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localities, because of a strong belief in the value of public education, desire from time to time to expand the scope of school activity, a process carrying with it increased expense, and therefore offering a field for legislative regulation. In practice, most States have adopted legislation involving both these aspects of control.
More in detail, legislation concerning the levying of required local taxes is either indefinite or definite; that is, some States merely require that local taxes must be levied for the support of schools without specifying any certain rate or amount, while other States do specify a fixed or a minimum rate or amount of tax. On the other hand, the States generally grant considerable latitude to localities by permitting them to increase the rate or amount of taxation for required taxes, or by permitting localities to levy privilege taxes, but at the same time limit such taxes as to their maximum.
UNSPECIFIED, MINIMUM, OR FIXED REQUIREMENTS.
In order to provide an amount of money additional to State appropriations sufficient to maintain schools properly, 40 States require localities to levy taxes for general or specific purposes. In all of the remaining States Alabama, Arkansas, Georgia, Illinois, Indiana, Kansas, Texas, and West Virginia-local school authorities, usually by sanction of the voters, are permitted to levy local taxes for school support, in addition to the money received from the State taxes and the income from the school fund. Further, in Indiana, such a local tax must be levied if the State tuition fund is insufficient to maintain school for at least six months. In Texas, the State appropriation must be sufficient to maintain schools for at least six months. In West Virginia, no district may receive any appropriation from the State unless it votes to levy a local tax for the support of schools.
The general purpose for which taxes must be levied is the support of schools. The specific purposes are the erection, enlargement, repair, and furnishing of schoolhouses, and the erection of suitable outbuildings therefor, the insurance of school property, the introduction and maintenance of school libraries and free texts, the furnishing of school supplies, the supplementing of the fund for the payment of salaries of teachers, of members of school boards, of attendance officers, and the satisfaction of judgments.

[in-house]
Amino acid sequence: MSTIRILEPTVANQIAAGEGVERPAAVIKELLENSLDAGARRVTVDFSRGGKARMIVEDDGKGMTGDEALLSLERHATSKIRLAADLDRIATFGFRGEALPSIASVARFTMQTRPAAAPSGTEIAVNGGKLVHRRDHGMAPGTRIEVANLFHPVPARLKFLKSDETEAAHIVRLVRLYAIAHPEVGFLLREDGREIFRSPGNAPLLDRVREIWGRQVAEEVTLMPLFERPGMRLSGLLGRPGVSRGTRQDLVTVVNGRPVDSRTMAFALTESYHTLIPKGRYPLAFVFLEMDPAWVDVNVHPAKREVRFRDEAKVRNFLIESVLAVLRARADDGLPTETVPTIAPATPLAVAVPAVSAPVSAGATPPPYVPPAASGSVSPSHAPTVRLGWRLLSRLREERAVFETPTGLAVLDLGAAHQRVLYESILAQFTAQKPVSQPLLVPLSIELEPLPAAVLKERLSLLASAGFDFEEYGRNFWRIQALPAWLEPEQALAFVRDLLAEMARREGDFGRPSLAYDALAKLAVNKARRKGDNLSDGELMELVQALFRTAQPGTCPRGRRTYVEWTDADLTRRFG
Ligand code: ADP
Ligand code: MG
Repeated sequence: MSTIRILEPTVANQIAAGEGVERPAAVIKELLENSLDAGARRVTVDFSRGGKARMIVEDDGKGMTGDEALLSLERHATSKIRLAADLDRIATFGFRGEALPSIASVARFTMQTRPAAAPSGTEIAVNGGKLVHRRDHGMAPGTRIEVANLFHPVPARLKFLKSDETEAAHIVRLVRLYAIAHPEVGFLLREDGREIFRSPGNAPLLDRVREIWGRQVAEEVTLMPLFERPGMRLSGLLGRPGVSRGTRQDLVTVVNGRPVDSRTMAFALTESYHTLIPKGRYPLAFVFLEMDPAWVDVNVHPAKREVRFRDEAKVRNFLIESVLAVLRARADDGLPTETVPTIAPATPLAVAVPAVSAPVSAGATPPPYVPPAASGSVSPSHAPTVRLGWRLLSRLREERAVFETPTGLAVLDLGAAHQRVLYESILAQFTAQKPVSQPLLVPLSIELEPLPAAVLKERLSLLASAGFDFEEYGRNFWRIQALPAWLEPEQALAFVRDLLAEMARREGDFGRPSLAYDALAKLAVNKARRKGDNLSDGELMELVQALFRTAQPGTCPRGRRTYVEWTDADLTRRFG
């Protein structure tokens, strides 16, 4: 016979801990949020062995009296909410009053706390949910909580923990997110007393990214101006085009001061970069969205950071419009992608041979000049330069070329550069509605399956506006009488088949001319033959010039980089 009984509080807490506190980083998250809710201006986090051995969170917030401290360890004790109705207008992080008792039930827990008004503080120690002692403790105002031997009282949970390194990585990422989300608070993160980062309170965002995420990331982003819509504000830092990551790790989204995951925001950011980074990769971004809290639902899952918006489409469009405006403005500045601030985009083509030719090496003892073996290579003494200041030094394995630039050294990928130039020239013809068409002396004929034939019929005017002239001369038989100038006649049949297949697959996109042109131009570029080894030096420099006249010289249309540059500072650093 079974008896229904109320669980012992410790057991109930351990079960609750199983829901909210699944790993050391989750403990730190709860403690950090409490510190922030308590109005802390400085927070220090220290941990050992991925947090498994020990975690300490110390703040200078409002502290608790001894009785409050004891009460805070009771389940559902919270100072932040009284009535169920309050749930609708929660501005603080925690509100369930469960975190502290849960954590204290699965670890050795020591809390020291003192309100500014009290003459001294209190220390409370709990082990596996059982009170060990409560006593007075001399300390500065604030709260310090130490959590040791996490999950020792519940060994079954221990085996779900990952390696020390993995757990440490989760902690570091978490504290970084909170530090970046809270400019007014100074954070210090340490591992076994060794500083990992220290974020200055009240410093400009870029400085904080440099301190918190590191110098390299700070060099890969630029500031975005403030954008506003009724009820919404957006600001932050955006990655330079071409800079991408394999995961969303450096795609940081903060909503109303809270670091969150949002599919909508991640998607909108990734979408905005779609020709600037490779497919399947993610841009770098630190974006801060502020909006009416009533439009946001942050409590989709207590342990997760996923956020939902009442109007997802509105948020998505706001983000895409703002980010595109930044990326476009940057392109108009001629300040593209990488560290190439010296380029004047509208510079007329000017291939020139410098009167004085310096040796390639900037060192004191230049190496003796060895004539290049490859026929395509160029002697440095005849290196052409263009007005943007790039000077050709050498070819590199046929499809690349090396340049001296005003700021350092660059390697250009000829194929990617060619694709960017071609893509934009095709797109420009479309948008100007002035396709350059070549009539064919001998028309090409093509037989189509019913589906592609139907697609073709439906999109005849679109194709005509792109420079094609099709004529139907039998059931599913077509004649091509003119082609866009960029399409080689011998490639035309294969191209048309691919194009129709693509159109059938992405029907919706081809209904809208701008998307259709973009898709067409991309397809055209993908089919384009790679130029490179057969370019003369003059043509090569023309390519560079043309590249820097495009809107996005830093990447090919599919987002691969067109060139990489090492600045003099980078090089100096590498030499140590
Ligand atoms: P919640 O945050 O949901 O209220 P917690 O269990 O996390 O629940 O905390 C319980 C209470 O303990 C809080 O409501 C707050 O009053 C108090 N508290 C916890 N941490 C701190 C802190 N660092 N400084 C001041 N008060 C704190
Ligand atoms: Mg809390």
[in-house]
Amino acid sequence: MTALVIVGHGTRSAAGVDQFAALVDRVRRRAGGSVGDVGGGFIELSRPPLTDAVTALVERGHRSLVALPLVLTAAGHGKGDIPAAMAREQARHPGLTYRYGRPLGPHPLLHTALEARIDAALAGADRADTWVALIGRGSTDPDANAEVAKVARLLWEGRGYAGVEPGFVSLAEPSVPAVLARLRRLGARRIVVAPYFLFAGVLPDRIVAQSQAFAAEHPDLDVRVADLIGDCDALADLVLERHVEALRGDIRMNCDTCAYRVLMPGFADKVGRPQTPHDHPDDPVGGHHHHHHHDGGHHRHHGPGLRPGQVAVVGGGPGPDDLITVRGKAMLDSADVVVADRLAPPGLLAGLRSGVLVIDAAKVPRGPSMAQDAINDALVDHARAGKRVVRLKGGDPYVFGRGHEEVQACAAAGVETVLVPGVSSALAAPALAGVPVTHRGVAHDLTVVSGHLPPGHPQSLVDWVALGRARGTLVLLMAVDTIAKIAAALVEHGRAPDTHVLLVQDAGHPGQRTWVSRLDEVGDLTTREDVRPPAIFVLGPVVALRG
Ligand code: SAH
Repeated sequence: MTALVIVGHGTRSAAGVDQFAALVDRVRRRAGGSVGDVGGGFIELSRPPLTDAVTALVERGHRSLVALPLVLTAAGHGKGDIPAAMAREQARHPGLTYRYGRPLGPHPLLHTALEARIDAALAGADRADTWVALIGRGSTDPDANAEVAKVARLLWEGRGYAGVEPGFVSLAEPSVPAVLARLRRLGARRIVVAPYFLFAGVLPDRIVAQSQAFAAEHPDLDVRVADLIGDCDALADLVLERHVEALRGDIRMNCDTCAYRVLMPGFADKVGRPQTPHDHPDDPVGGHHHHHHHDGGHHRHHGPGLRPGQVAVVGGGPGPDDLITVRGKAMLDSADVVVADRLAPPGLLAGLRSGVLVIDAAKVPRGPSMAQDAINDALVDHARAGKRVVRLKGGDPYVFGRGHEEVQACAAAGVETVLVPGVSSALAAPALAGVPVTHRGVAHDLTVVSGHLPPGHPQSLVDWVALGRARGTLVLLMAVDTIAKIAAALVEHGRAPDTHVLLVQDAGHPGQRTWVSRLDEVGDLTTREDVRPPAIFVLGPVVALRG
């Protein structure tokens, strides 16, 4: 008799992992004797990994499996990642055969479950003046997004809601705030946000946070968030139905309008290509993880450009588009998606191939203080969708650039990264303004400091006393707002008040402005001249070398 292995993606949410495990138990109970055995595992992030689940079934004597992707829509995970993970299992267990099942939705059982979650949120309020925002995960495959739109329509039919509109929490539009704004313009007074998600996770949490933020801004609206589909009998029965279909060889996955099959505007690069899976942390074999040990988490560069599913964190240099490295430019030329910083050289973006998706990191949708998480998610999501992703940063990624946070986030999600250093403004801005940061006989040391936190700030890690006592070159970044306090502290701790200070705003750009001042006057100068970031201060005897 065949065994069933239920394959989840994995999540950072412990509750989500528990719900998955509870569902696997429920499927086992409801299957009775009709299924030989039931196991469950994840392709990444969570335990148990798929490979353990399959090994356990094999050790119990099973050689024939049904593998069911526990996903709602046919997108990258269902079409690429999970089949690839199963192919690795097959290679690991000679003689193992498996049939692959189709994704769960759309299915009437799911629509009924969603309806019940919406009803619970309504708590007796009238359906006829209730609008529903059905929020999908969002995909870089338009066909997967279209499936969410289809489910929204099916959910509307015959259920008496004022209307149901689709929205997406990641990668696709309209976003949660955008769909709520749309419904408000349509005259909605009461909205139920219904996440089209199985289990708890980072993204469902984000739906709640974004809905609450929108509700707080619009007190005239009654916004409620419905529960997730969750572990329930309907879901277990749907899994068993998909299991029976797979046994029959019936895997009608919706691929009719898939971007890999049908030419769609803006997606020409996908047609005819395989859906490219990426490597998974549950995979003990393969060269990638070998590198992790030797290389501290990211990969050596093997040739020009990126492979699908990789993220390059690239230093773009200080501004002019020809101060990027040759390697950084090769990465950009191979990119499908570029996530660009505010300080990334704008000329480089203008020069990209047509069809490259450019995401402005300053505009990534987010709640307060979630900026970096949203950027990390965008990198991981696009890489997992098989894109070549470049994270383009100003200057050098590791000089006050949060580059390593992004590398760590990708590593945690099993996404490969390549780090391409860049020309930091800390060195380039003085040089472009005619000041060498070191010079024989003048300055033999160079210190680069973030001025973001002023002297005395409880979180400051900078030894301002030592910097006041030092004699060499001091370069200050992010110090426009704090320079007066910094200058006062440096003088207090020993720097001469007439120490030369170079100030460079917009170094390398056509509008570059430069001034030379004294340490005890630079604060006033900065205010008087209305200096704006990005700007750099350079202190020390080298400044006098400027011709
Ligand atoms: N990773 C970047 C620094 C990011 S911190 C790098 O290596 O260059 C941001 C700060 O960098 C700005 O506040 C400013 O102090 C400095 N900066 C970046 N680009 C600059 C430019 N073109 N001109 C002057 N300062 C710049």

State regulations concerning the levying of required local taxes vary. A State may let the rate or amount of tax to be levied remain unspeci
1 Arizona, California, Colorado, Connecticut, Delaware, Florida, Idaho, Iowa, Kentucky, Louisiana, Maine, Maryland, Massachusetts, Michigan, Minnesota, Mississippi, Missouri, Montana, Nebraska, Nevada, New Hampshire, New Jersey, New Mexico, New York, North Carolina, North Dakota, Ohio, Oklahoma, Oregon, Pennsylvania, Rhode Island, South Carolina, South Dakota, Tennessee, Utah, Vermont, Virginia, Washington, Wisconsin, Wyoming.
fied, or it may direct that a minimum amount per child of school age, per teacher, per inhabitant, or according to the average daily attendance be raised; that a minimum rate on the total valuation of taxable property be levied; or that the amount of tax be proportionate to the amount of money apportioned to the localities by the State. In addition to these basic requirements, a State may demand that its localities levy a local specified poll tax for general school purposes; or it may require them to levy additional or special taxes of adequate amount when State or local funds, or both, are insufficient to meet school expenses.
UNSPECIFIED RATE OR AMOUNT.
The first of the bases relating to required taxation leaves the rate or amount of tax to be raised by local authorities indefinite, that is, the levying of an annual local tax is required, but the rate or amount of tax is unspecified so far as the minimum is concerned. Eighteen States are included in this group, the taxes levied being either for general or specific purposes.